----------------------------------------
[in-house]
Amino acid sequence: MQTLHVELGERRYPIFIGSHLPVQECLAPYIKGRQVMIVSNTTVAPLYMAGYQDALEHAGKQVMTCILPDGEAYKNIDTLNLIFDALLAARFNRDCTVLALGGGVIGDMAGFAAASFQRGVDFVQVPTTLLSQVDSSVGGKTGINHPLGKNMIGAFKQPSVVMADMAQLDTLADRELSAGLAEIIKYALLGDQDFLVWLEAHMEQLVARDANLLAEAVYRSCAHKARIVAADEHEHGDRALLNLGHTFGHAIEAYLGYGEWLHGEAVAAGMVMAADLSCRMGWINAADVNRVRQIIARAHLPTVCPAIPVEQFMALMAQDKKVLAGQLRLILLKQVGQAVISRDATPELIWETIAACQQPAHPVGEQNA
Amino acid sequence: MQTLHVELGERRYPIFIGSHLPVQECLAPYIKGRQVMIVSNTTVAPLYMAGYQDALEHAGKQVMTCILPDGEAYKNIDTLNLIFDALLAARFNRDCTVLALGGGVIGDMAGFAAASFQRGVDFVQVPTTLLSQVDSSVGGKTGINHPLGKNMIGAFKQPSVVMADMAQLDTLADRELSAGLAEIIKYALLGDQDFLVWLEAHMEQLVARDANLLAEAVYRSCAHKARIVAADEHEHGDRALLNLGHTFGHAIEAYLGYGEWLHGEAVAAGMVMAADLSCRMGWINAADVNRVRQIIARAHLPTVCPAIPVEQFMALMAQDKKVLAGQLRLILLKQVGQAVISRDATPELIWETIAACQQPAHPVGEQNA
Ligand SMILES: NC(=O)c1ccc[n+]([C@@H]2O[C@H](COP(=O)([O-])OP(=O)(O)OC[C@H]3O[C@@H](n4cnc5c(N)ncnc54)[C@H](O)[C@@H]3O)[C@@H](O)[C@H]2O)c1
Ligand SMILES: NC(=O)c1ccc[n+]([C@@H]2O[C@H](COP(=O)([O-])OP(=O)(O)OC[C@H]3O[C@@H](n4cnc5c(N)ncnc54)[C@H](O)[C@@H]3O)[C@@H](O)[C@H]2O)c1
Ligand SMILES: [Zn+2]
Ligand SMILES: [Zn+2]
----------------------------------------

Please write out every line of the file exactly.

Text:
[in-house]
Amino acid sequence: MQTLHVELGERRYPIFIGSHLPVQECLAPYIKGRQVMIVSNTTVAPLYMAGYQDALEHAGKQVMTCILPDGEAYKNIDTLNLIFDALLAARFNRDCTVLALGGGVIGDMAGFAAASFQRGVDFVQVPTTLLSQVDSSVGGKTGINHPLGKNMIGAFKQPSVVMADMAQLDTLADRELSAGLAEIIKYALLGDQDFLVWLEAHMEQLVARDANLLAEAVYRSCAHKARIVAADEHEHGDRALLNLGHTFGHAIEAYLGYGEWLHGEAVAAGMVMAADLSCRMGWINAADVNRVRQIIARAHLPTVCPAIPVEQFMALMAQDKKVLAGQLRLILLKQVGQAVISRDATPELIWETIAACQQPAHPVGEQNA
Amino acid sequence: MQTLHVELGERRYPIFIGSHLPVQECLAPYIKGRQVMIVSNTTVAPLYMAGYQDALEHAGKQVMTCILPDGEAYKNIDTLNLIFDALLAARFNRDCTVLALGGGVIGDMAGFAAASFQRGVDFVQVPTTLLSQVDSSVGGKTGINHPLGKNMIGAFKQPSVVMADMAQLDTLADRELSAGLAEIIKYALLGDQDFLVWLEAHMEQLVARDANLLAEAVYRSCAHKARIVAADEHEHGDRALLNLGHTFGHAIEAYLGYGEWLHGEAVAAGMVMAADLSCRMGWINAADVNRVRQIIARAHLPTVCPAIPVEQFMALMAQDKKVLAGQLRLILLKQVGQAVISRDATPELIWETIAACQQPAHPVGEQNA
Ligand SMILES: NC(=O)c1ccc[n+]([C@@H]2O[C@H](COP(=O)([O-])OP(=O)(O)OC[C@H]3O[C@@H](n4cnc5c(N)ncnc54)[C@H](O)[C@@H]3O)[C@@H](O)[C@H]2O)c1
Ligand SMILES: NC(=O)c1ccc[n+]([C@@H]2O[C@H](COP(=O)([O-])OP(=O)(O)OC[C@H]3O[C@@H](n4cnc5c(N)ncnc54)[C@H](O)[C@@H]3O)[C@@H](O)[C@H]2O)c1
Ligand SMILES: [Zn+2]
Ligand SMILES: [Zn+2]